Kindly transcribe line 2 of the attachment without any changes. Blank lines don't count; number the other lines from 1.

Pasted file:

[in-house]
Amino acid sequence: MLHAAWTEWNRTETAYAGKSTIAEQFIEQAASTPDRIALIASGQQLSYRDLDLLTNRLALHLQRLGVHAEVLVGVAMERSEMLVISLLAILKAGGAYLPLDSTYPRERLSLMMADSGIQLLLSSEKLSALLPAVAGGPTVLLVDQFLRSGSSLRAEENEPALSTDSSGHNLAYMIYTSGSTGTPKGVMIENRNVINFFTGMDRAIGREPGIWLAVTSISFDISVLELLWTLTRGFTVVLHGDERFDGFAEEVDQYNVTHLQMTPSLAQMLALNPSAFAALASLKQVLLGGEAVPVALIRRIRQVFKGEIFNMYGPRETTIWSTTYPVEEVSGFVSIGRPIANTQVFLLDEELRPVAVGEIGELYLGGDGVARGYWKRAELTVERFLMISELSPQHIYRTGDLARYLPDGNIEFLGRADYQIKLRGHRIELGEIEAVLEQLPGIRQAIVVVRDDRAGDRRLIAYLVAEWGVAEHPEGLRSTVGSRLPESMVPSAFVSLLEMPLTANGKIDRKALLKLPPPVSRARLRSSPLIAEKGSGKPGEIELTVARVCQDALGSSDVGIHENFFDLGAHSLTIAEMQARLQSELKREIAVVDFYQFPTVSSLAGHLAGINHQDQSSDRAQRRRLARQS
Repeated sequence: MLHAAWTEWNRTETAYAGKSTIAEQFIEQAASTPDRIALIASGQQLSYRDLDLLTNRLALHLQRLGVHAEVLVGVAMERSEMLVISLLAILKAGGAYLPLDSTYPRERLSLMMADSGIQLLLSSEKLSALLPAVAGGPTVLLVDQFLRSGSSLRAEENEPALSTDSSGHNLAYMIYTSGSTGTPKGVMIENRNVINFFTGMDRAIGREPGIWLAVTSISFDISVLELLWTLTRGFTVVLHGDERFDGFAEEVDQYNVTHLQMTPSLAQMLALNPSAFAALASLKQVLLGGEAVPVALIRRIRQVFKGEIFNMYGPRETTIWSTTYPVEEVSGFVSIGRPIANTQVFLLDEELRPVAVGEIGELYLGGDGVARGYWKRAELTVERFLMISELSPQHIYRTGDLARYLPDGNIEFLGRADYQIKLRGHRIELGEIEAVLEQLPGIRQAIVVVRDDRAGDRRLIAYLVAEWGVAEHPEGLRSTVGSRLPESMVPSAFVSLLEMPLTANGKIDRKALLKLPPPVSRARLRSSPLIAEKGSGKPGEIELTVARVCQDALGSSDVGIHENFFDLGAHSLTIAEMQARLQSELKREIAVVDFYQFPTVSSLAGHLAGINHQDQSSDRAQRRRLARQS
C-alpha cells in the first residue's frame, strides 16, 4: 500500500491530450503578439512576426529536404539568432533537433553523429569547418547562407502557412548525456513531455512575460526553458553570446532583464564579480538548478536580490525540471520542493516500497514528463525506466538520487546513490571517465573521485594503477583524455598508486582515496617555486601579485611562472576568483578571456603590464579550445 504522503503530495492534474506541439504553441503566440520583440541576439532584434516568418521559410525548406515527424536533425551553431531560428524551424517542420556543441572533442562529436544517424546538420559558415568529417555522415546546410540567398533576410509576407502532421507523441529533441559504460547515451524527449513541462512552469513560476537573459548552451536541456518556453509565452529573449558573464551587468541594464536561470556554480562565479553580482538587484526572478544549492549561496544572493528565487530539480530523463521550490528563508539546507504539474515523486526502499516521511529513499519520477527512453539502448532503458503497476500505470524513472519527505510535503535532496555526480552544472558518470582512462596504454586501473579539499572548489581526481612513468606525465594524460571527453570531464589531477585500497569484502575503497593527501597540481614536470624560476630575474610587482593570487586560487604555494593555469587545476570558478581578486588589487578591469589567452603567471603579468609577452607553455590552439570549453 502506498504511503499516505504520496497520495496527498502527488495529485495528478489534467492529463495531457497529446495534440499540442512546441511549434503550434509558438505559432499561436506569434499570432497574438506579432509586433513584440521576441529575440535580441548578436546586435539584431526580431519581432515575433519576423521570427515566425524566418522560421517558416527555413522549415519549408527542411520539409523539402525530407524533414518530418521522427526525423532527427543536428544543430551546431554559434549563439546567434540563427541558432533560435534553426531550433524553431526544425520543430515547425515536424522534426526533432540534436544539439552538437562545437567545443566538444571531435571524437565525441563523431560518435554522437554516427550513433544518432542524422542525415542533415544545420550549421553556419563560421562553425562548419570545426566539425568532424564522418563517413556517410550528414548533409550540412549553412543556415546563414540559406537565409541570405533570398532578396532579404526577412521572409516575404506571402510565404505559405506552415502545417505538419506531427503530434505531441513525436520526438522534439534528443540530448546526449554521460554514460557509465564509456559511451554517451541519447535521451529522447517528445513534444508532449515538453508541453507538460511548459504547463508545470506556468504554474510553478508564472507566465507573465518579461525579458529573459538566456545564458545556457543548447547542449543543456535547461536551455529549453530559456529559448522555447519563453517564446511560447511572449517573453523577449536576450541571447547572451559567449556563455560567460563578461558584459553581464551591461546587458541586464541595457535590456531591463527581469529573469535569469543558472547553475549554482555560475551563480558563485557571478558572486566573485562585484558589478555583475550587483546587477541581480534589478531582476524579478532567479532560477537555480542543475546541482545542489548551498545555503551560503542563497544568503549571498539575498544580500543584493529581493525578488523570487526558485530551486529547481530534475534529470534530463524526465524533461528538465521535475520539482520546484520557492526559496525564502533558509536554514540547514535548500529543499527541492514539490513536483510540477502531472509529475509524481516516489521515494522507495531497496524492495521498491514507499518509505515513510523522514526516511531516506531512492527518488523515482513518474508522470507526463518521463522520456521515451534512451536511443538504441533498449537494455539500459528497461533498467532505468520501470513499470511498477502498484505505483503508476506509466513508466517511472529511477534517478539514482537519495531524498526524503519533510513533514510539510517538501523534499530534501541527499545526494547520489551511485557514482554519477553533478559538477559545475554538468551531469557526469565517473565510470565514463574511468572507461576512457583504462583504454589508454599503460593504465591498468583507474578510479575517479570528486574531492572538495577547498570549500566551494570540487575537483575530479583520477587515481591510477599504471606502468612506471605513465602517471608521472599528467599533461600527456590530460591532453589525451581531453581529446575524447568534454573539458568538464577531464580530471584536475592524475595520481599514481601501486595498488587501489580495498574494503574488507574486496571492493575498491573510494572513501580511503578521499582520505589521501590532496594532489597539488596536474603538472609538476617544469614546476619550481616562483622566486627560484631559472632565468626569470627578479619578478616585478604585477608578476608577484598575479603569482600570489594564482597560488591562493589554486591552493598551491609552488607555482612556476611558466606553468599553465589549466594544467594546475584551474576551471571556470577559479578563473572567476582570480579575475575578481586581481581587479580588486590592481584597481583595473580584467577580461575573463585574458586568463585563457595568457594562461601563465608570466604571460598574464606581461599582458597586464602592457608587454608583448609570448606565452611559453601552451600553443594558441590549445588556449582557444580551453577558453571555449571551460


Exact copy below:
Amino acid sequence: MLHAAWTEWNRTETAYAGKSTIAEQFIEQAASTPDRIALIASGQQLSYRDLDLLTNRLALHLQRLGVHAEVLVGVAMERSEMLVISLLAILKAGGAYLPLDSTYPRERLSLMMADSGIQLLLSSEKLSALLPAVAGGPTVLLVDQFLRSGSSLRAEENEPALSTDSSGHNLAYMIYTSGSTGTPKGVMIENRNVINFFTGMDRAIGREPGIWLAVTSISFDISVLELLWTLTRGFTVVLHGDERFDGFAEEVDQYNVTHLQMTPSLAQMLALNPSAFAALASLKQVLLGGEAVPVALIRRIRQVFKGEIFNMYGPRETTIWSTTYPVEEVSGFVSIGRPIANTQVFLLDEELRPVAVGEIGELYLGGDGVARGYWKRAELTVERFLMISELSPQHIYRTGDLARYLPDGNIEFLGRADYQIKLRGHRIELGEIEAVLEQLPGIRQAIVVVRDDRAGDRRLIAYLVAEWGVAEHPEGLRSTVGSRLPESMVPSAFVSLLEMPLTANGKIDRKALLKLPPPVSRARLRSSPLIAEKGSGKPGEIELTVARVCQDALGSSDVGIHENFFDLGAHSLTIAEMQARLQSELKREIAVVDFYQFPTVSSLAGHLAGINHQDQSSDRAQRRRLARQS